One of the most enduring chess records, Sergey Karjakin as the youngest grandmaster ever at 12 years seven months, was finally broken on Wednesday, 30th June 2021. Abhimanyu Mishra, from Englishtown, New Jersey, US, who was already the youngest ever international master at 10 years nine months, achieved his third and final GM norm at 12 years four months. Mishra achieved the 2500 rating requirement a few weeks ago, and his title will soon be confirmed by Fide.
Immediately after a new world’s youngest grandmaster record has been set, the inhouse industry of title norm tournaments has come under scrutiny.
It so happens that whenever there is no prize money at stake, titled players participate for modest fees and agree many short draws, it must be easier for norm seekers to reach their desired results than against fully motivated opposition. There is a widespread suspicion that in tournaments held for the sole purpose to produce title norms, you find players willing to concede points for extra cash.
A few days ago the New York Times exposed the some new light on the final norm that had made Sergey Karjakin the world’s youngest grandmaster in 2002, a record that stood until a few weeks ago. It so happens that in a tournament held in the Ukrainian city of Sudak. Karjakin failed to beat the lowest rated participant in the final round and fell half a point short. Apparently his father looked for a player who would replay their game against his son and provide him with the desired result.
Vladimir Malinin agreed to pass on a win to the boy since he had purchased more points than necessary for his own GM norm. Since Malinin, who was never a professional player but a law scholar, died a few months ago, Karjakin may have considered it safe to deny the allegations when the New York Times confronted him. But Nazar Firman and Alexander Areshchenko backed up the story that wasn’t triggered by the new record but had been in the making since last year. The world championship challenger from 2016 now looks like a hypocrite.
The “minister and chairman of defense” Sergey Karjakin has some hard questions to answer about his youngest GM record.
Personally I think the record that Mishra has broken is even more dubious; In order to protect prodigies from parental pressure and image-damaging shenanigans. I would suggest that FIDE should stop awarding life-time titles before the age of 16. But this would not suffice to counter the larger issue of match-fixing for titles.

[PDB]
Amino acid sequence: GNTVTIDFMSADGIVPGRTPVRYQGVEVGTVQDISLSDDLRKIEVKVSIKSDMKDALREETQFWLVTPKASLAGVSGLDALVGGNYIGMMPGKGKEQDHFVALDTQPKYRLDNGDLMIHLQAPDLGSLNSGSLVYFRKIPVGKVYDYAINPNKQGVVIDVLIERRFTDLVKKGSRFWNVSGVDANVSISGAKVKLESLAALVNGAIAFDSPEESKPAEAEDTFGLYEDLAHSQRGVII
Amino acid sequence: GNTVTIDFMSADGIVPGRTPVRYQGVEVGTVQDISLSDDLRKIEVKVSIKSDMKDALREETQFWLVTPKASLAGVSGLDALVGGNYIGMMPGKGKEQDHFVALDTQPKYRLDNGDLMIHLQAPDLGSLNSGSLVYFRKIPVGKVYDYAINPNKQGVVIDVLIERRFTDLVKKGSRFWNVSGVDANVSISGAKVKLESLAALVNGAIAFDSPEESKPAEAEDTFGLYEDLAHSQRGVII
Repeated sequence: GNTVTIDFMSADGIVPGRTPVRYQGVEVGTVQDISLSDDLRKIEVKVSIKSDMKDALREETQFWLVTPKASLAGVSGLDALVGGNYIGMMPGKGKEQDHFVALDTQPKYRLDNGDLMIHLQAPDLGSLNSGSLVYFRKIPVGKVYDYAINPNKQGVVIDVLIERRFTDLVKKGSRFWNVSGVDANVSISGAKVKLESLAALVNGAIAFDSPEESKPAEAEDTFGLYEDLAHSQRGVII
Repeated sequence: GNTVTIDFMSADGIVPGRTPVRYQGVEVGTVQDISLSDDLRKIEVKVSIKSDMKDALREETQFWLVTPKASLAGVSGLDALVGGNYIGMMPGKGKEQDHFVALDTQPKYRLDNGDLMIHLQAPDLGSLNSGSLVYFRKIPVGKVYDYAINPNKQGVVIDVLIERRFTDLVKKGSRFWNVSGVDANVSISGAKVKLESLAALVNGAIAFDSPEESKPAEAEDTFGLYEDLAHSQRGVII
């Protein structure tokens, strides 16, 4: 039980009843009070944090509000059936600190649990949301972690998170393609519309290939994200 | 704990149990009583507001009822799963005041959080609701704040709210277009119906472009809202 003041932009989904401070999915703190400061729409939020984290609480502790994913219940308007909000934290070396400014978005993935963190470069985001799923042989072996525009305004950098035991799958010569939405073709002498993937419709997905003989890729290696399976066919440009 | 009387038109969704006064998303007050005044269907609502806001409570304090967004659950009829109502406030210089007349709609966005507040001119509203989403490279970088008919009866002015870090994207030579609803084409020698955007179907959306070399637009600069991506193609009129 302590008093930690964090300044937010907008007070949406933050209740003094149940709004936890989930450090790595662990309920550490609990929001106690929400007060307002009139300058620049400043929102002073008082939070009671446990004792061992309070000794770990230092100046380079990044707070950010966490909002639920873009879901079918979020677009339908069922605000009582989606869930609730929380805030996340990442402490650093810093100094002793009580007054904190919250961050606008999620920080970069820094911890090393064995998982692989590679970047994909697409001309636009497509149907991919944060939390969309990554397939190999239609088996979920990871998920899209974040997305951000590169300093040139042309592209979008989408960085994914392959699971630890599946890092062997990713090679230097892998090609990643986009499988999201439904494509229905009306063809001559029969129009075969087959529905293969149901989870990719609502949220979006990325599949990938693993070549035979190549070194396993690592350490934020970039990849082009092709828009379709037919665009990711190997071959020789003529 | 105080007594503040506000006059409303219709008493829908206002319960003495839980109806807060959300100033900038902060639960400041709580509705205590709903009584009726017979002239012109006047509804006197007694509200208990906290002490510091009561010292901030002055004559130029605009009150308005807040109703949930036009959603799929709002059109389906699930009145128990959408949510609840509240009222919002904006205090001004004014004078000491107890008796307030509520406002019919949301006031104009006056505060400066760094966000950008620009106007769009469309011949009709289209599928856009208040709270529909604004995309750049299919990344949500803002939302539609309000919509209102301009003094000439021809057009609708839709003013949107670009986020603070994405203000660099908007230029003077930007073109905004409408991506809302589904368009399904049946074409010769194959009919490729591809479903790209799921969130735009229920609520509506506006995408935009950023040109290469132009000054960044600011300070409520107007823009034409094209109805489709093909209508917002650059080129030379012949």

Seemingly at around the same time as Karjakin’s, a less reported record was also set in Ukraine: Nikolai Shalnev, a retired Red Army officer based in Germany, became at the advanced age of 58 the oldest player hitherto to have completed the grandmaster title. While Shalnev, whose real strength probably never exceeded 2300 rating points, hardly played any chess after securing a title beyond his capacity, there is no doubt that Karjakin was soon strong enough to carry the title and that his career benefited from the publicity of his record and, as a consequence, invitations to prestigious events.
Nikolai Shalnev holds the record of the oldest player to fulfill the norms and rating requirements for the GM title at 58 years of age.
For decades FIDE has operated on the principle that there could not be too many titled players and has welcomed the income from submission fees. The world organisation has rarely retracted life-time titles. In the cases of Gaioz Nigalidze in 2015 and Igor Rausis in 2019, it was for cheating by electronic assistance. Players who achieve titles through match-fixing seem safe even if they never reach the level. In the exceptional case of Alexandru Crisan, a Romanian businessman who reached 2635 in the first rating list of 1998 without having competed in any visible competitions, it has taken FIDE 17 years to revoke his title.
Submissions for titles are checked by the FIDE Qualification Commission. It’s not rare that its members have suspicions, but they will not question norms that are approved by federations in whose territory they were achieved. It’s rare that a tournament that was only held on paper is nullified. If the Hungarian Chess Federation approves results, they stand. While some participants of the Budapest tournaments are not very motivated, their organisers Laszló Nagy and Attila Czebe maintain that they would not tolerate match fixing. Among the luminaries who participated in their events are Magnus Carlsen, Hikaru Nakamura, Emil Sutovsky and, most notably, Fabiano Caruana who even scored all his GM norms in Budapest where he lived at the time.
The Romanian businessman Alexandru Crisan was number 33 of the rating list in 1998. In 2015 his rating was corrected and he was stripped of this GM title.
The norm tournaments held further south in Kecskemét until the death of their organiser Tamás Erdélyi in 2017 were more dubious. I come to learn that the games of a round were not held at the same time, that they didn’t see much of some players. These participants were not aware of the standings nor of the remarkable final scores of a girl who they met there in the summer of 2015 and 2016.
Zhou Qiyu achieved her WGM and FM titles in five tournaments in Kecskemét and one in Novi Sad, where she gained 572 rating points combined. She scored 38% against Western European, Asian and other female players with an average rating below 2200. In the same events Zhou managed to score nearly 80% against titled players from Eastern Europe with an average rating above 2300. Elsewhere, Zhou Qiyu hasn’t beaten an opponent rated higher than 2238 in a classical FIDE-rated game with a notable exception that is specifically mentioned on her wikipedia entry.
We may never really know the exact truth in most of these cases; however for sure most titled players got it easier than others. Its just interesting how more and more chess drama unfolds.